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Savage City Council Ponies Up $600K Settlement

The Savage City Council agreed to a $600,000 settlement with business owner Cory Townsend, who says his gas station was irreparably damaged after a road closure "took the convenience out of the convenience store," as one council member put it.

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In an effort to avoid a lengthy legal battle, the Savage City Council has agreed to pay a local business owner over half a million dollars.

On Sept. 17, the council approved a settlement with Motor Mart Owner Cory Townsend, who claims that the permanent closure of the intersection at Princeton Avenue and Highway 13 destroyed his business at 4905 Minnesota Highway 13. The city will pay Townsend Properties, LLC a total of $600,000: $500,000 for lost revenue at the store and $100,000 to replace the pumps at another gas station owned by Townsend, which is just three-tenths of a mile away on Highway 13.

The council favored the measure 4-1. Mayor Janet Williams was the only dissenting vote. In fact, she challenged Townsend's contention that the business was dead in the water. As of Wednesday afternoon, the gas station was still open.

"From what I've witnessed I don't agree. I can't accept that," said Williams, who described herself as a daily customer. "And I'm not willing to settle in deference to other businesses that have been affected by road construction."

Though the property has an address on Highway 13, it has been cut off from the road since April 17, 2012, when the intersection was turned into a dead end. 

The closure at Princeton is part of a larger, long-term project to improve Highway 13 that began over 10 years ago. So far, over $6 million has been tied up in the project, including a considerable chunk of federal and state aid. 

Initially, city and state authorities intended to build a frontage road system on both north and south sides of Highway 13. At the outset, the plan called for closing off Ottawa and Natchez Avenues, but leaving Princeton and Lynn open. The South Savage Frontage Road was finished in 2007, but its counterpart in the north was thwarted by higher costs and pushback from the railroad.

City officials were obliged to change the design, but risked losing $3.9 million in grant funds if it did not pass muster with the Minnesota Department of Transportation. According to a memo written by City Administrator Barry Stock, MnDOT asked the city to completely eliminate the north frontage road and close Princeton. The city agreed and the plan was approved by council in October 2011.

Early in 2012, Townsend Properties and its legal counsel petitioned the city to take the property on Princeton via eminent domain. Inverse condemnation, as it is legally known, is an unusual claim, said Savage City Attorney Ric Rosow.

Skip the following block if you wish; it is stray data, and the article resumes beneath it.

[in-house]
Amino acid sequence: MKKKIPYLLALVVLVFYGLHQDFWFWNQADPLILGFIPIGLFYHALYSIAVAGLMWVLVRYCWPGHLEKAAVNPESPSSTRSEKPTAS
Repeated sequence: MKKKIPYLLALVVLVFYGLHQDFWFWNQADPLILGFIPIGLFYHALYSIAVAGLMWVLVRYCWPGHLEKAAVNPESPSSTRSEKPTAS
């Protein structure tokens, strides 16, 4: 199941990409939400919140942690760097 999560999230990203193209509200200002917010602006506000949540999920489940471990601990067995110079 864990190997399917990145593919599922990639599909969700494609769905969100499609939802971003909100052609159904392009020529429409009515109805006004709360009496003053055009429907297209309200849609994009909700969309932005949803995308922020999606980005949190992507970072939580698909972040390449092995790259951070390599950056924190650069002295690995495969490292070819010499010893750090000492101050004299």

"By filing this, (the claimant) is saying that your actions have effectively taken my property as much as if you had come in and condemned it. You have taken it in fact, but haven't initiated the process of paying me," Rosow explained.

From a financial standpoint, Townsend's claim put the city in a tight spot, Rosow said. If the city were to honor the petition and acquire the property, the cost would amount to about $1 million, a total that includes purchase of the land, tank removal, asbestos treatment, and demolition. By contrast, the resale value would be less than $200,000, leaving the city with an $800,000 loss.

On the other hand, if the city decided to fight the claim in court, they could stand to lose even more if their case were unsuccessful. Rosow estimated that the tab could amount to about $1.7 million.

In Rosow's opinion, the financial risk of going to court outweighed any possible reward. Most of the council was inclined to agree. Most felt that a jury would be more likely to rule against the city.

“The convenience was kind of taken out of the convenience store," said Council Member Gene Abbott. "It’s unfortunate, but I think this is the lesser of the evils we have to deal with.”

Likewise, Council Member Christine Kelly said that she was unwilling to "go to Vegas," as she put it.

"A lay person wouldn't see it as anything other than the city ruining this poor man's business," Kelly said. "As distasteful as it is I am willing to cut our losses."

At this point, it is unclear where precisely the settlement money will come from. Stock suggested that the city allocate the cost to the Highway 13 project's account, and if need be transfer funds from another source, perhaps from community investment, the debt service revolving fund, highway state aid or the general fund.

Emma Hathaway September 27, 2012 at 01:41 PM
Savage has done a terrible disservice to all of the businesses in that area. The Depot is closed. The Windmill got their road closed off much earlier so that people had to go around the block to access it, now if you are not careful, you could miss the turnoff completely. Windmill is struggling and I hope they will survive all of this construction.

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